Whether you want to assign a password to a new user or proactively protect your environment by regularly
changing your password, you use the same command—regardless of which distribution of Linux® you
When you change or set a password, you need to know one detail—are you changing your password or another
user's? Depending on your answer, the
passwd command might use an extra parameter.
Perhaps your department has a policy that requires you to change your password periodically. You just logged
in to your server and received a notification that you have had the same password for over 90 days. For this
example, your username is TestUser.
To change your password, while logged in to your server as your user, run the following command:
When entered without other parameters, the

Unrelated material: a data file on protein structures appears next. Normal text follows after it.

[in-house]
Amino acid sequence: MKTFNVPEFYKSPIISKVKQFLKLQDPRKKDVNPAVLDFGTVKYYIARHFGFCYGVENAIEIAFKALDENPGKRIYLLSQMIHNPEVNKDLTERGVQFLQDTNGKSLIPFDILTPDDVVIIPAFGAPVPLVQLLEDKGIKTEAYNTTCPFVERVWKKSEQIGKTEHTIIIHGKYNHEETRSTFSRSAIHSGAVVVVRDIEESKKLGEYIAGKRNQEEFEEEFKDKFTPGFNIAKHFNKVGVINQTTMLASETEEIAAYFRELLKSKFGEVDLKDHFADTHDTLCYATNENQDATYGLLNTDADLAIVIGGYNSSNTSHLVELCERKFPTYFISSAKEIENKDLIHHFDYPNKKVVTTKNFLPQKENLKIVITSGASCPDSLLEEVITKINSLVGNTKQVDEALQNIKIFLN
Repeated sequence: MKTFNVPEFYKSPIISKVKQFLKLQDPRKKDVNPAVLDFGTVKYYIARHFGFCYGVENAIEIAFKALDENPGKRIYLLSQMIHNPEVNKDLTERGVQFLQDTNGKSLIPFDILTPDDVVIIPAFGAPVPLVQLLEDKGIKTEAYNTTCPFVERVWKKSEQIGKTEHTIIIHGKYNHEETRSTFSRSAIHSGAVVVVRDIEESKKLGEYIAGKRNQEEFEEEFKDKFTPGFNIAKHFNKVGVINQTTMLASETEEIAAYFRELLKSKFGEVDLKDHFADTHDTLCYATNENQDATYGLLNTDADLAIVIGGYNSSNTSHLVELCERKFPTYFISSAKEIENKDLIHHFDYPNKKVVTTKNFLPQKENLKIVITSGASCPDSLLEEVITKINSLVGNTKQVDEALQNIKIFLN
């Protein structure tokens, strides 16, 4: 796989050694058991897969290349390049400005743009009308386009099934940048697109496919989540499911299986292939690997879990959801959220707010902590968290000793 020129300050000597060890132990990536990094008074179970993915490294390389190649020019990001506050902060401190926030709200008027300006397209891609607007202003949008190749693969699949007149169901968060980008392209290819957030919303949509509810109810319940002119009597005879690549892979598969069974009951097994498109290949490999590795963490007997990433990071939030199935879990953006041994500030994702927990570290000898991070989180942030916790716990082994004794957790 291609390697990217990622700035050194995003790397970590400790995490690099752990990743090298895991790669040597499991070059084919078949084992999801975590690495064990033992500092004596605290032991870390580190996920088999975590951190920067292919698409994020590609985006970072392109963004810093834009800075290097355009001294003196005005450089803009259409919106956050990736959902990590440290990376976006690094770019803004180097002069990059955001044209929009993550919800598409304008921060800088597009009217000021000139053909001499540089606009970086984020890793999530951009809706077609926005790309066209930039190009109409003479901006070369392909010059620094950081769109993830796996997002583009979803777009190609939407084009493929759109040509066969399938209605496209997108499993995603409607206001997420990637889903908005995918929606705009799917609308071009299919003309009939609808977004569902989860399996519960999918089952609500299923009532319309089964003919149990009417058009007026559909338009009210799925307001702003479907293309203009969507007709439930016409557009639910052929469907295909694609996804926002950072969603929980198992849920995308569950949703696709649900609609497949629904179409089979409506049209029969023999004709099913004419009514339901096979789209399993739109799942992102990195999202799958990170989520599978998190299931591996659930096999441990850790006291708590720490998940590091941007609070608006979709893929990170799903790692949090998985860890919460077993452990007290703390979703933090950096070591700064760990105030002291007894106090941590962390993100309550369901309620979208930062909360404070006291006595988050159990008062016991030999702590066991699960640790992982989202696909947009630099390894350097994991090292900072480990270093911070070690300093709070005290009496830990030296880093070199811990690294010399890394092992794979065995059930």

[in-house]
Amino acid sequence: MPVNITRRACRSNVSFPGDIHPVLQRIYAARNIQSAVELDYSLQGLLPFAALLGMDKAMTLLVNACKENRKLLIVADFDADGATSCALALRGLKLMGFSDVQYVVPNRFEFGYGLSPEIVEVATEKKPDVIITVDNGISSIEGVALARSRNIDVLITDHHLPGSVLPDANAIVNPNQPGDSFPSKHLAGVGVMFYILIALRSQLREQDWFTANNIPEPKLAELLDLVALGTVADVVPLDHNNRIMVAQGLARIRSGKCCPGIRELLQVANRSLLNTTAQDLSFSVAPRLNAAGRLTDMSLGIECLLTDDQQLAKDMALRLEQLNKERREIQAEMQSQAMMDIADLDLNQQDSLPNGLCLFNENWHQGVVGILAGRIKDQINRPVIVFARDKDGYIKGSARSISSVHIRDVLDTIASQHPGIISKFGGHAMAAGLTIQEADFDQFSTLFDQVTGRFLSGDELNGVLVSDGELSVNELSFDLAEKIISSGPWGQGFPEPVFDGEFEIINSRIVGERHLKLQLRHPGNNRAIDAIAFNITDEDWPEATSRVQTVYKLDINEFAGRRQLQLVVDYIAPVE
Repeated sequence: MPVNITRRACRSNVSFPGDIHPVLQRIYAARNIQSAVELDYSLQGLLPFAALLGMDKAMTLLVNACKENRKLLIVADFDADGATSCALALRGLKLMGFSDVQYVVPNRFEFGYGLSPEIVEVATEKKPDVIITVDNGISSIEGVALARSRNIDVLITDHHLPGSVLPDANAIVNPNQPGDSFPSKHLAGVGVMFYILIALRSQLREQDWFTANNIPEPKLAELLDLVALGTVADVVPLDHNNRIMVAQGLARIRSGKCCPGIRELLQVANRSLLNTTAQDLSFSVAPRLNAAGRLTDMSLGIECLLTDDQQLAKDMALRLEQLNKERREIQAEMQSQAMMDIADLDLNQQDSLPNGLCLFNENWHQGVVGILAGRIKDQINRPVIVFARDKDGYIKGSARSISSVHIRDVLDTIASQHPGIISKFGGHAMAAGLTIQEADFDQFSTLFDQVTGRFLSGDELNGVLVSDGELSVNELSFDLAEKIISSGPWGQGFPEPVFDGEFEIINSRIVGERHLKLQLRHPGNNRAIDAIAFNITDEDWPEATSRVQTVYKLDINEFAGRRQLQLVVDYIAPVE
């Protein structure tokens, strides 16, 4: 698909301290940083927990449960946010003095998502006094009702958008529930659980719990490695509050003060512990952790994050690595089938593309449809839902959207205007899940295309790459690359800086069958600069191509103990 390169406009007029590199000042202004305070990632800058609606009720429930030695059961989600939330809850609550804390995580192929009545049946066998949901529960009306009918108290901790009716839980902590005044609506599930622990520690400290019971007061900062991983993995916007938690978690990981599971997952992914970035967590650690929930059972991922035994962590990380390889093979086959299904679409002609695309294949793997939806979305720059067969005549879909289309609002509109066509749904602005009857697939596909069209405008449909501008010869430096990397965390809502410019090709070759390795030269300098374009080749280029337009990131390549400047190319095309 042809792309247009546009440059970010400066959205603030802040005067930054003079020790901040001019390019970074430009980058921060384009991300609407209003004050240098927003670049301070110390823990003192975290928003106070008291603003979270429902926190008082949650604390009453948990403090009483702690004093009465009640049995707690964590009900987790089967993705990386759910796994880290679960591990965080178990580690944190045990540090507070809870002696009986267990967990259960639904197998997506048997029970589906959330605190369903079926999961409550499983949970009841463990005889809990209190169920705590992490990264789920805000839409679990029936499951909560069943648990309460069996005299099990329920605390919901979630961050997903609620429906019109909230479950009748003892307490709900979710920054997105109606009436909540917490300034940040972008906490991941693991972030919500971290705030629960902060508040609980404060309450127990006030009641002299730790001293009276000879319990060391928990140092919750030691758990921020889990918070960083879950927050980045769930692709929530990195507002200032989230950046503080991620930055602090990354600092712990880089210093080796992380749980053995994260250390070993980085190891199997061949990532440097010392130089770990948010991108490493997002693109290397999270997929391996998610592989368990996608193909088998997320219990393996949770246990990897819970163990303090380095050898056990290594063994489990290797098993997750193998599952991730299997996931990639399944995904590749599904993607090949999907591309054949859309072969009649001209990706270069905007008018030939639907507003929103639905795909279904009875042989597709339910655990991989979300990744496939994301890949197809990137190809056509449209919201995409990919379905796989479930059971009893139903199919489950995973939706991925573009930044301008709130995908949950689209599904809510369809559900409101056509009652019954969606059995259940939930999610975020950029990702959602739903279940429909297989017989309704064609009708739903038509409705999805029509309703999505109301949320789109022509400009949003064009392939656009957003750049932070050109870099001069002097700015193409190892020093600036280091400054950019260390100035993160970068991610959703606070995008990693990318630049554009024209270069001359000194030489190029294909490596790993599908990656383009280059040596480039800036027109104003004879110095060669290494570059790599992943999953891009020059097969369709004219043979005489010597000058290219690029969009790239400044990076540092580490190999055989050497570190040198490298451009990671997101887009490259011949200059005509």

passwd command defaults to the current user (the one you are
currently logged in as). The server gives you the following prompts:
Changing password for TestUser (current) UNIX password: Enter new UNIX password: Retype new UNIX password: passwd: password updated successfully
In this example, because you already have a password, the command prompts you for your current password
first to ensure you are the person making this change. No one can change your password while you’re logged in without
If you need to change someone else's password, you must run the command as the
root user. Because the
root user is the system administrative user, it can change any user’s password at any time. To change
the password for User2, add the username after the command as shown in the following example:
sudo passwd User2
Adding the username after the
passwd command tells the command that you are changing a different user’s
password and not your own. The following prompts display:
Enter new UNIX password: Retype new UNIX password: passwd: password updated successfully
After you’ve entered, and reentered, the new password successfully, the password for that user is now changed.
If you changed someone else’s password, you need to share the new password with the user.
Updated 3 months ago